In re the Marriage of: Thomas Carroll Rubey, petitioner, Appellant, vs. Valerie Ann Vannett, Respondent.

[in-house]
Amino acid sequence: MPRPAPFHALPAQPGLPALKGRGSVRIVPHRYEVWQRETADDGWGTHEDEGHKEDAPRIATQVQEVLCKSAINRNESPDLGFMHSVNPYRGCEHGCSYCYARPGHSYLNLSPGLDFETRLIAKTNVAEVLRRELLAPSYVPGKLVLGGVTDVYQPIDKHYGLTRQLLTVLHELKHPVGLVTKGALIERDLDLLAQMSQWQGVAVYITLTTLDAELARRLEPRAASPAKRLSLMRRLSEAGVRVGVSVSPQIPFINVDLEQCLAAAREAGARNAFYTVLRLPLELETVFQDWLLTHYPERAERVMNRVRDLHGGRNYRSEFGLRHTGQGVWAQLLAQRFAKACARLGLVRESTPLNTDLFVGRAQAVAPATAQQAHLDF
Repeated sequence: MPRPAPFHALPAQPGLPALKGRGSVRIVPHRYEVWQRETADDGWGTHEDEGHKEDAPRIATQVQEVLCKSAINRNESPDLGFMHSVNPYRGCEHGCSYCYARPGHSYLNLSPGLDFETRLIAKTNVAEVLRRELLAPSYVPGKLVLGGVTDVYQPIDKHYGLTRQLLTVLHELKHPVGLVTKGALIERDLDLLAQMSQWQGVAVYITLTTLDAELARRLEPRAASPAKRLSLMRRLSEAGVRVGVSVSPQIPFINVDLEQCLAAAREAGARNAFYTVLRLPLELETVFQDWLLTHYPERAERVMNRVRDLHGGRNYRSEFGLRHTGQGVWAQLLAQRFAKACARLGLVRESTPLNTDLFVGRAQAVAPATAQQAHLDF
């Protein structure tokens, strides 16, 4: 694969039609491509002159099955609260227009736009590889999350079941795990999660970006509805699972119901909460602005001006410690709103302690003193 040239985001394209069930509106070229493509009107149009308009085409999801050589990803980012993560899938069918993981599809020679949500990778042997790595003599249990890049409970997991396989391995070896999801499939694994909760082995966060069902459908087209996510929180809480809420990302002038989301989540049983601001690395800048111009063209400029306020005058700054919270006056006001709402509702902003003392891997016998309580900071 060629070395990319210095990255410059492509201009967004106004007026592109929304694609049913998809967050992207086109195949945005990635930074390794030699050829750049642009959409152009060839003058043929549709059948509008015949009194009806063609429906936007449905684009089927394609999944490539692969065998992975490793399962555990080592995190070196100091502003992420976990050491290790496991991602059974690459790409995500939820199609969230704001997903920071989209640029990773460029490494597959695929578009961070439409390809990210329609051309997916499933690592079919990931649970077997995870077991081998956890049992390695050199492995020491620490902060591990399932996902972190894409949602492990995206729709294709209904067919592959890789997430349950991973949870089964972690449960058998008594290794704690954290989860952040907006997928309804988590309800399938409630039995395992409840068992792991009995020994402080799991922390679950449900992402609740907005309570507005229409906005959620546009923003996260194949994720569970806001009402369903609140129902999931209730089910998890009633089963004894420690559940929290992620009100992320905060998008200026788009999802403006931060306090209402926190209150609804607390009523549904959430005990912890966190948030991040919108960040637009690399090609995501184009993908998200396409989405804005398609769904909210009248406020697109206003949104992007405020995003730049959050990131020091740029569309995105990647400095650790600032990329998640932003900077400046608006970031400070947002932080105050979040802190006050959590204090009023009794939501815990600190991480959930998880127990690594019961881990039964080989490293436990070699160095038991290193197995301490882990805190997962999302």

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This opinion will be unpublished and may not be cited except as provided by Minn. Stat. § 480A.08, subd. 3 (2010). STATE OF MINNESOTA IN COURT OF APPEALS A10-673 In re the Marriage of: Thomas Carroll Rubey, petitioner, Appellant, vs. Valerie Ann Vannett, Respondent. Filed February 15, 2011 Affirmed in part, reversed in part, and remanded Toussaint, Judge Washington County District Court File No. F8-02-4611 Mark A. Olson, Burnsville, Minnesota (for appellant) Valerie Ann Vannett, Apple Valley, Minnesota (pro se respondent) Considered and decided by Bjorkman, Presiding Judge; Toussaint, Judge; and Stoneburner, Judge. UNPUBLISHED OPINION TOUSSAINT, Judge This custody and child-support appeal is taken from remand proceedings in district court following a series of appeals that ended in this court s reversal of the district court s determination of legal custody and division of health-care costs. See Rubey v. Vannett, 714 N.W.2d 417 (Minn. 2006) (Rubey I); Rubey v. Vannett, No. A05-310, 2007 WL 1412749 (Minn. App. May 15, 2007) (Rubey II), review denied (Minn. Aug. 7, 2007). Appellant Thomas Carroll Rubey raises four issues on appeal. These are whether he was entitled to a full retrial to determine custody, whether the district court improperly deferred to findings from the 2004 dissolution judgment that we reversed, whether the child s medical expenses were misapportioned, and whether he was entitled to a partial refund of child-support payments. We affirm in part, reverse the district court s apportionment of medical expenses, and remand for calculation of respondent Valerie Ann Vannett s proportionate share of medical expenses for the time period between the 2004 judgment and the 2007 effective date of medical costs ordered on remand. DECISION Custody determinations are reviewed for an abuse of discretion. Lewis-Miller v. Ross, 710 N.W.2d 565, 568 (Minn. 2006). We review questions of law de novo and findings of fact for clear error. Id.; Sefkow v. Sefkow, 427 N.W.2d 203, 210 (Minn. 1988). Reversible error must be shown by the party claiming it. Luthen v. Luthen, 596 N.W.2d 278, 283 (Minn. App. 1999); Minn. R. Civ. P. 61. I. Appellant argues that the district court abused its discretion by failing to provide him a full trial on the entire issue of custody on remand because that was the implication of [this court s] decision in Rubey II. A district court has broad discretion to determine how to proceed on remand, and it may proceed in any way not inconsistent 2 with the remand instructions provided. Janssen v. Best & Flanagan, LLP, 704 N.W.2d 759, 763 (Minn. 2005). But when the appellate court provides specific remand instructions, the district court must execute the mandate of the remand order strictly according to its terms. Bauerly v. Bauerly, 765 N.W.2d 108, 110 (Minn. App. 2009). Although legal custody and physical custody are addressed collectively by appellant, we consider each in turn. A. Legal Custody In Rubey II, this court held that the district court s sua sponte decision to vacate appellant and respondent s stipulation to joint legal custody resulted in the lack of an opportunity to litigate or to present evidence on the issue, thereby violating appellant s right to due process. 2007 WL 1412749, at *4. The clear import of Rubey II is that the district court was required to allow appellant to litigate and present evidence on the issue. On remand, the district court held a hearing at which appellant presented expert testimony that equal parenting time is an important objective, particularly as a child gets older. The court also received the expert s report, which stressed the benefits to the child of joint custody. Apart from the evidence in connection with the expert s opinion, the district court record was not supplemented. Several remaining issues, including custody, were extensively briefed or otherwise argued in district court. We question whether accepting evidence from appellant s expert was, by itself, sufficient to comport with the requirements of Rubey II s reversal and remand. But the rationale underlying our decision was that the parties had agreed to joint legal custody, and the district court erred by rejecting the stipulation because the parties were not given 3 an opportunity to litigate the issue. There is no indication in appellant s brief or in the record that appellant ever sought sole legal custody. Because the district court granted joint legal custody on remand, any error in this regard was harmless. B. Physical Custody Rubey II was silent on physical custody, merely noting that it was challenged by appellant. Id. at *1. Physical custody was treated as an open question on remand, and we believe this was an appropriate understanding of the procedural posture of the case. Appellant s argument that this court s decision impliedly required a new trial carries less force with respect to physical custody. The reason for reversing the legalcustody determination was that appellant did not receive an opportunity to litigate the issue after the district court disregarded his and respondent s stipulation. Because the parties did not stipulate to and in fact did litigate physical custody, a trial to determine physical custody was not a necessary implication or term of the remand. Thus, the deferential abuse-of-discretion standard for reviewing remand proceedings applies. Appellant cites several cases acknowledging that post-separation events in cases involving lengthy litigation may be relevant to determining the best interests of the child. See, e.g., Sefkow, 427 N.W.2d at 211-12 (affirming district court s consideration of postseparation evidence in lengthy custody litigation because that evidence was relevant to understanding the child s interaction with the significant persons in her life); Wopata v. Wopata, 498 N.W.2d 478, 483 (Minn. App. 1993) (remanding due to lack of record evidence of the events that have affected and shaped the lives of the minor children during the inappropriately lengthy passage of time since issuance of the original decree ); 4 LaValle v. LaValle, 430 N.W.2d 224, 228 (Minn. App. 1988) (noting importance of postseparation events in determining child s best interests); Heard v. Heard, 353 N.W.2d 157, 162 (Minn. App. 1984) ( On remand the trial court has responsibility to learn how the case is affected by events since trial and the parties must be free to offer additional evidence. ). This argument comes down to the claim that in the years since the 2004 judgment, circumstances have changed and the record needs to be reopened to determine the child s best interests. Appellant s factual claims regarding the best-interests factors center on the theory that respondent is unwilling to be cooperative. For example, appellant asserts that both he and respondent love their daughter very much but that respondent created communication problems with him during the dissolution proceeding in a calculated attempt to defeat joint physical custody. He cites various facts as evidence of her bad faith and asserts that she made false claims in litigation. None of these facts or allegations directly relates to developmental changes with the child or to any new circumstances in the case. Caselaw has recognized that joint physical custody is not a preferred arrangement because the maintenance of stability and continuity in a child s living situation serves the child s best interests. Wopata, 498 N.W.2d at 482-83. Further, parents inability to cooperate weighs strongly against joint physical custody, and the fact that each parent is well-qualified to raise the child does not mean that they are qualified to raise the child jointly. Id. at 483; see also Pikula v. Pikula, 374 N.W.2d 705, 711 (Minn. 1985) (stressing the importance of stability for a young child). 5 Respondent has retained sole physical custody since 2004, although appellant has parenting time and remains involved in the child s life. The evidence cited by appellant about the parties inability to communicate civilly with each other or to cooperate in raising their child weighs in favor of an award of sole physical custody. Given the child s need for continuity, as well as the fact that appellant has not alleged any meaningful changes in the child s or the parties circumstances since 2004, it is clear that on retrial the district court would continue to find that sole physical custody with respondent is in the child s best interests, and this determination would not be an abuse of discretion. Thus, appellant has not established reversible error. II. Appellant argues that the district court improperly applied the custodymodification standard by relying on the 2004 custody determination. Appellant asserts, without citation to the record or any relevant law, that the trial court was not directed to determine if [the original district court judge] was correct in his 2004 custody determination it was to make its own determination. 1 Despite this claim by appellant, the district court s orders after remand show that the court considered all of appellant s arguments and evidence. Further, the court did not merely recycle or deferentially review the 2004 findings; rather, it made its own findings based on its own review of the record. Several findings were different for example, in the September 2009 amended judgment, the court found that neither party was the child s 1 After Rubey II s remand to district court, a different judge presided over the proceedings in this matter. 6 primary caregiver, even though the original judge had previously concluded that respondent was the primary caregiver. The court considered the new evidence from appellant s expert; it expressly found all experts persuasive, including appellant s expert. Appellant has not shown error by the district court on this issue. III. Appellant argues that the district court erred by failing to modify medical support effective as of the 2004 judgment. We agree. This court reversed the district court s order that appellant cover the cost of the child s insurance because both parties were statutorily required to pay a share of the child s health-care costs in proportion to their net incomes. Rubey II, 2007 WL 1412749, at *8. This decision reversed the 2004 judgment on that point; each party was required to pay part of the child s medical expenses based upon his or her proportionate share of their total net income, which the district court was required to determine and allocate on remand. On remand, the district court ordered, in relevant part: The effective date of the medical support order shall be January 1, 2007. While [appellant] requested this date be June 21, 2004, or the date of the original Judgment and Decree, the [parental income for determining child support] formula was not in existence as of said date. The [parental income for determining child support] formula was not made applicable to amended orders until January 1, 2007. The district court also ordered: The effective date of [appellant s] new child support amount shall be May 1, 2008. By setting an effective date of January 1, 2007, the district court effectively ignored this part of our opinion, which was an abuse of discretion; we therefore reverse this part of its order. 7 The current parental income for determining child support calculation is gross income minus deductions for nonjoint children. Minn. Stat. § 518A.26, subd. 15 (2010). As of the time of the initial litigation in district court and under the law cited in our 2007 opinion, the parties were to each assume a portion of [medical] expenses based on their proportionate share of their total net income. Minn. Stat. § 518.171, subd. 1(d) (2004). The new parental income for determining child support scheme was enacted in 2005 and 2006; the provisions of the act used to calculate support obligations apply to actions or motions filed after January 1, 2007. 2006 Minn. Laws ch. 280, § 44 at 1145. We remand for the district court to determine how much money respondent owes appellant for medical costs that he paid and that should have been apportioned between the parties for the time period between the 2004 judgment and January 1, 2007, in accordance with our opinion in Rubey II. This calculation shall be based on Minn. Stat. § 518.171, subd. 1(d) (2004), rather than the parental income for determining child support formula used to calculate the medical-support obligation as of January 1, 2007. IV. Appellant argues that our reversal of the 2004 custody determination necessitated reinstatement of the temporary order that was in effect until the 2004 decision, thereby also reinstating the original child-support obligation of $300 per month. On remand, the district court issued an order modifying child support and appointing a parenting-time expeditor. In this order, the court stated that respondent retain[ed] sole legal and physical custody of [the] child pursuant to the 2004 dissolution judgment. Because we reversed that part of the judgment and remanded for 8 further proceedings, and the previously awarded temporary custody was joint, appellant may well be correct that custody should have reverted to joint custody under the previous temporary order. But we cannot retroactively give appellant actual joint physical custody during that period. The question of custody during that period is now moot; the real question presented by this appeal involves appellant s child-support payments from 2004 until custody was determined by the district court on remand. Appellant contends that his support obligation must be re-computed as part of this appeal to credit him for payments exceeding $300 a month since 2004. We disagree. Essentially, appellant s position is that he should have had joint custody, which would have resulted in lower child-support payments, and that he therefore should be reimbursed for child-support payments made while respondent in fact had sole custody. Appellant has not cited any law indicating that he is entitled to this windfall (and that respondent should suffer a loss) because of the alleged error in failing to revert to temporary joint custody, and it would defy common sense to reimburse appellant for his contribution to the support of the parties daughter while respondent was raising her just because appellant theoretically should have been a joint custodian. Affirmed in part, reversed in part, and remanded. 9